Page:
Joining the Electronic Age of Organizing
- Apr 4, 2005
- Making a Case for Using Less Paper
- Moving into One World of Data
- Understanding the Technology of Electronic Organization
Learn about the "paperless" trend and what you can do to support the movement
Discover the benefits of creating parallel electronic and paper filing systems
Learn the benefits of becoming more organized electronically
Understand the basics of your computer system
When computers first came on the scene, many office workers figured that they would be the "magic bullet" for managing paper. Experts predicted that computers would create the paperless office we all had dreamed of. Today, most offices are anything but paperless, though computers have become essential in ways none of us could have predicted. In this chapter, you learn a number of methods for using electronic data management to make your workday more organized and easier to manage.
Today, most office workers maintain an enormous amount of electronic data in various forms within multiple software applications. Because there is so much information in today's work world, it is vital that we begin to think of how we want to organize our electronic data in addition to organizing our paper documentation. In this chapter, you learn how to create one world of information and data and begin the process of organizing your electronic data.
Although organizing your electronic data is an important step in organizing your work day, computer maintenance is an equally important part of that process. When your computer isn't working or your data has been destroyed, your productivity might stop completely. To avoid the chaos and lost time that can result from computer malfunctions, the average worker needs to maintain at least minimal knowledge of the workings of computers. By learning your computer's basic specifications and capabilities, understanding its file management system, and managing its basic maintenance tasks, you can keep both your computer system and your day-to-day work day organization running smoothly and efficiently.
Making a Case for Using Less Paper
Everyone is talking about the "paperless" trend happening in America, when in fact, it is just the opposite. America’s consumption of paper has doubled in the last 10 years—a period that marks the rise of computers as essential office tools. According to the book Myth of the Paperless Office by Abigail Sellen, a company’s use of email has produced a 40% increase in paper consumption. Hewlett-Packard did a study in the year 2000 that cited U.S. workers print on average 32 pages from the Internet per day. U.S. paper producers consume approximately one billion trees every year. This amounts to roughly about 735 pounds of paper annually for every American office worker! According to the paper industry, it expects that paper consumption will double by 2050. Clearly, we are not in a paperless trend.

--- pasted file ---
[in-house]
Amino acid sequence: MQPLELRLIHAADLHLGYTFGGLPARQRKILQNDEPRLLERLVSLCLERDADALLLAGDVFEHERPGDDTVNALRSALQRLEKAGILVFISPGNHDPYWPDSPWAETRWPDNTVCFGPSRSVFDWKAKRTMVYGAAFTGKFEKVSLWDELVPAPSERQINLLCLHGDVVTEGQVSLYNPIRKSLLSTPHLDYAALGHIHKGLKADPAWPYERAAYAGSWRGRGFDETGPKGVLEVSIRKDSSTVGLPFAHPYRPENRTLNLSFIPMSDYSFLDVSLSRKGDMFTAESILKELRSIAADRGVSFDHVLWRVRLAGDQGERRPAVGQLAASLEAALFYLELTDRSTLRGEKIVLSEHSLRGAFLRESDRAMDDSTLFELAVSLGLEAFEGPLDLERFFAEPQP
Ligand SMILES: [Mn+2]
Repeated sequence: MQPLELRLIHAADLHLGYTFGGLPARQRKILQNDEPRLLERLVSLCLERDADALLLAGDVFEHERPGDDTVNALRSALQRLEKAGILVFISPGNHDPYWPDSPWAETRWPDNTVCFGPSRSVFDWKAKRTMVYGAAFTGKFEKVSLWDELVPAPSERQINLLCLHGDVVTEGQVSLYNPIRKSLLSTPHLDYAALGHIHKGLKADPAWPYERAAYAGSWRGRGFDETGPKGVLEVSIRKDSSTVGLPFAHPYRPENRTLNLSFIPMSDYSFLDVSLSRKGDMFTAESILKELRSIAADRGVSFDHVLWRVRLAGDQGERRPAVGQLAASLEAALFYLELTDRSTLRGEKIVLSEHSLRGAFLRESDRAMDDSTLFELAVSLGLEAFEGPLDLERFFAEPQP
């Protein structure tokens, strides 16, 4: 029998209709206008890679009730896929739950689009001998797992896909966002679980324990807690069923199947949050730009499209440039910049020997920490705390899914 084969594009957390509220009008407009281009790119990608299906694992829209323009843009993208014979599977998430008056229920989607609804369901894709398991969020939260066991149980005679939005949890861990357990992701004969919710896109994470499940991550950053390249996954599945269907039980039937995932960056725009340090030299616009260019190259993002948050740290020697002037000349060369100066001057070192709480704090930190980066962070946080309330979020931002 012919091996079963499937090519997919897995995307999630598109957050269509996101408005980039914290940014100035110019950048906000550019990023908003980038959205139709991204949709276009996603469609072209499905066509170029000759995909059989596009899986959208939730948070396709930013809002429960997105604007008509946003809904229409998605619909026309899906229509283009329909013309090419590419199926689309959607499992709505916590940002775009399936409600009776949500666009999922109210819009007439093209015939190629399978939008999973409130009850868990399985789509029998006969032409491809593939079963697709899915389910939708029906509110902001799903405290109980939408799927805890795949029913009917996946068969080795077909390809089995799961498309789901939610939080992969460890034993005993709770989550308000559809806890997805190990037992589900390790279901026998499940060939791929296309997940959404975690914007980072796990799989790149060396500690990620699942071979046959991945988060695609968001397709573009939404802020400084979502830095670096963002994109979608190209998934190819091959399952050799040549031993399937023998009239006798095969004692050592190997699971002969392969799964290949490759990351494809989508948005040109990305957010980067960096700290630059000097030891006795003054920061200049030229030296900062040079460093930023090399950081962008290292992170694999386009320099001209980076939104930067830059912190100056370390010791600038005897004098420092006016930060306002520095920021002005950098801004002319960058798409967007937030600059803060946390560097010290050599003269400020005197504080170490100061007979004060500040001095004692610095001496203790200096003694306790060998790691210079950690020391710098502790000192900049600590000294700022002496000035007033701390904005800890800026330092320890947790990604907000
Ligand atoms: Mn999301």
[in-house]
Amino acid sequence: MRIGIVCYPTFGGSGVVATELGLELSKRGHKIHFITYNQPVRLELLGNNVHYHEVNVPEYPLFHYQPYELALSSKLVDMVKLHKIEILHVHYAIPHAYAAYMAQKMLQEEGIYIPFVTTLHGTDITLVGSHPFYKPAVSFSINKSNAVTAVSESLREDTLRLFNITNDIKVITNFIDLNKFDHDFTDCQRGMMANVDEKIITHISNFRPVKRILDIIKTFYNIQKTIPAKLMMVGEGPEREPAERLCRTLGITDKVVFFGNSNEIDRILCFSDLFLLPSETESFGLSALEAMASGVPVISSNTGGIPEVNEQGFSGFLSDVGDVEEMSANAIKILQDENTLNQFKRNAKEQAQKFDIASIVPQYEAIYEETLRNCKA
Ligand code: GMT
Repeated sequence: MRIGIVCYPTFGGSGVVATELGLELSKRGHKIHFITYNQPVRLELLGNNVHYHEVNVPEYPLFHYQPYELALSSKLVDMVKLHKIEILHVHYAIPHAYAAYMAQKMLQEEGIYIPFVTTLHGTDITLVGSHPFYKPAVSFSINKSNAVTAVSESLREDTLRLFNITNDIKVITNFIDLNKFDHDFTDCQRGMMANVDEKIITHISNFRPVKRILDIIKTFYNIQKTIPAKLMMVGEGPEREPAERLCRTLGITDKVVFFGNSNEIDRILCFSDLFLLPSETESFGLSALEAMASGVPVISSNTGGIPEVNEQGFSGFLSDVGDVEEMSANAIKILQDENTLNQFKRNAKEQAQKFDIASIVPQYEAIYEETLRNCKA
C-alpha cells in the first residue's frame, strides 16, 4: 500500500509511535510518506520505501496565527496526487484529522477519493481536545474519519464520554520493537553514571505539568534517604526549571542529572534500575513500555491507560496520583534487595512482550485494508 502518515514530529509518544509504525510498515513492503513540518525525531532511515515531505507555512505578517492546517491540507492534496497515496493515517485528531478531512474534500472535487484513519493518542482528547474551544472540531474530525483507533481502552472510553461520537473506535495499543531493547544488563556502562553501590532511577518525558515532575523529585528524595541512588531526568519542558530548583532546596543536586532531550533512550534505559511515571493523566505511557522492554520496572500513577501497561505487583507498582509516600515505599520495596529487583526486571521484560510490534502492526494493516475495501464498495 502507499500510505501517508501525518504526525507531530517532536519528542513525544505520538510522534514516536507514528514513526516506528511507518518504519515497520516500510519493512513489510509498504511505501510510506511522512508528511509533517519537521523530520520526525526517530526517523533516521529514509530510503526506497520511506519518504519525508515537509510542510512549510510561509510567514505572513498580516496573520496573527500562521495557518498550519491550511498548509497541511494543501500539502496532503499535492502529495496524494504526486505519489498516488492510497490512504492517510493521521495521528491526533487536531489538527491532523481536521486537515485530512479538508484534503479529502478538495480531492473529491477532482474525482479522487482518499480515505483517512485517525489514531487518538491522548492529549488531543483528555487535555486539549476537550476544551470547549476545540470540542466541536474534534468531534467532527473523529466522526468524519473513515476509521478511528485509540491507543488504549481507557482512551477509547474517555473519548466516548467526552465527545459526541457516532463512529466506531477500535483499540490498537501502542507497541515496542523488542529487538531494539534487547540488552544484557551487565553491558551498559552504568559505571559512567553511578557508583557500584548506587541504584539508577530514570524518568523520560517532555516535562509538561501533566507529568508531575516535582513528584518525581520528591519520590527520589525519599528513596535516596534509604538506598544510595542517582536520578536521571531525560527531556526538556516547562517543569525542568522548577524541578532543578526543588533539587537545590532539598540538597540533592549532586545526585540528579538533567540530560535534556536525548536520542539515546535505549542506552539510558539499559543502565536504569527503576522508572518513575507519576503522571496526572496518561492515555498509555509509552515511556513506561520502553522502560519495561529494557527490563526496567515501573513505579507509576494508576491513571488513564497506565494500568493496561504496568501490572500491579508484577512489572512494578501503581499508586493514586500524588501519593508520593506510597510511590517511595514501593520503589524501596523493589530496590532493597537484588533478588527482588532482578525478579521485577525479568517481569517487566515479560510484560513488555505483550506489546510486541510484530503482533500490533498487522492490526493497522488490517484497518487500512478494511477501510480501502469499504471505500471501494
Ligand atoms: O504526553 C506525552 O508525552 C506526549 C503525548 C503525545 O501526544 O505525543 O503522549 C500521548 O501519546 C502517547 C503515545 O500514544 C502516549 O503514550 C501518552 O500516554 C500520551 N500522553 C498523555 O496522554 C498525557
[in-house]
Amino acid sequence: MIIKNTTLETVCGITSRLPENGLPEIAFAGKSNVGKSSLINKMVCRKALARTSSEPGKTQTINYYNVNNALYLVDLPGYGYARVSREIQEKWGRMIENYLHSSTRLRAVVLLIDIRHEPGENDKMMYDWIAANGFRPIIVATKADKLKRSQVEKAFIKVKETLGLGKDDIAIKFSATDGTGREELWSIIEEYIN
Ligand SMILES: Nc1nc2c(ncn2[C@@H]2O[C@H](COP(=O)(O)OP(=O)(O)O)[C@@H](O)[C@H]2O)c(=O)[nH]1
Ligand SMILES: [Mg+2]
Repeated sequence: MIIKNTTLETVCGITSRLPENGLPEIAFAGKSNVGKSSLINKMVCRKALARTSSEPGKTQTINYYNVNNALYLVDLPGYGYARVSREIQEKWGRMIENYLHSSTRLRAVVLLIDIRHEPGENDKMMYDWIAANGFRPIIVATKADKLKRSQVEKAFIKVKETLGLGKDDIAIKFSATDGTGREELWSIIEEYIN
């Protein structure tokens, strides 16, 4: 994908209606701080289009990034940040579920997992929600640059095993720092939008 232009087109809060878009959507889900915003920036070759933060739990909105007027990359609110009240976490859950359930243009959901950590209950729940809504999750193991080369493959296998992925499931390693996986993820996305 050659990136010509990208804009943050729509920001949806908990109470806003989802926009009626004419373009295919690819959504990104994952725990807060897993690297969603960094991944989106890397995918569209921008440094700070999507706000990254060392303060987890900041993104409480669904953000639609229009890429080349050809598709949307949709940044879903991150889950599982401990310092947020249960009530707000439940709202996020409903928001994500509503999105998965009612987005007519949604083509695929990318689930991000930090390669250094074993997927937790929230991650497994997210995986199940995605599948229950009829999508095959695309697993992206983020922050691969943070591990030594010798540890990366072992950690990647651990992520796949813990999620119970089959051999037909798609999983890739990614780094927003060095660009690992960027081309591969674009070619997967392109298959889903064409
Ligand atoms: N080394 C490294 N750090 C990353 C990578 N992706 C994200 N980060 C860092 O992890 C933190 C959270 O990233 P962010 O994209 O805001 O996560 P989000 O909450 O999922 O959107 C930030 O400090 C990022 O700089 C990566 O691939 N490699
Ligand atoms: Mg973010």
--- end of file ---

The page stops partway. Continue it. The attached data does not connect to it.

In addition to the environmental impacts, paper is time-consuming to manage. Record keeping constitutes more than 90% of all office activity. According to a study done more than 10 years ago, U.S. companies file approximately 120 billion sheets of paper annually. Of that paper filed, over 80% is never referenced again!
After you print out a hardcopy, you then have to deal with it by sorting, organizing, filing, and eventually purging the document. As we are inundated with, print, and accumulate more paper, the time spent managing it mounts, as well. The task of managing paperwork becomes overwhelming, and too often, the paper piles up around us on our desks. If you reduce the number of documents you print, you can cut down on one major source of paper overload, help create a more organized office and work day, and save yourself considerable time.
Paper is expensive, too. How many square feet of space is devoted to filing cabinets in your office? Multiply that figure by the cost you pay for each square foot of your office space. If you fit the national average, then 80% of that figure is your cost for storing information you don’t use. With real estate prices only going up and the size of offices becoming smaller, it is important to maximize our office space. If you reduce the paper pileup, you can save money and maximize space in your office.
To begin to create that paperless office, we all need to reduce our paper consumption and get organized electronically. Moving to electronic organization methods is about changing your thought patterns and realizing that you don’t need a hard copy of every piece of information you use. Managing electronic data is much easier and less time-consuming than managing paper. To move toward a paperless organization system, you need to have basic knowledge and control over your electronic data, using techniques you learn about in this and the next few chapters.
Gather and record information about your current organizational system.
Determine exactly how you want to access your information.
Explore alternatives for categorizing your data.
Categorize and subcategorize information to create a master outline structure.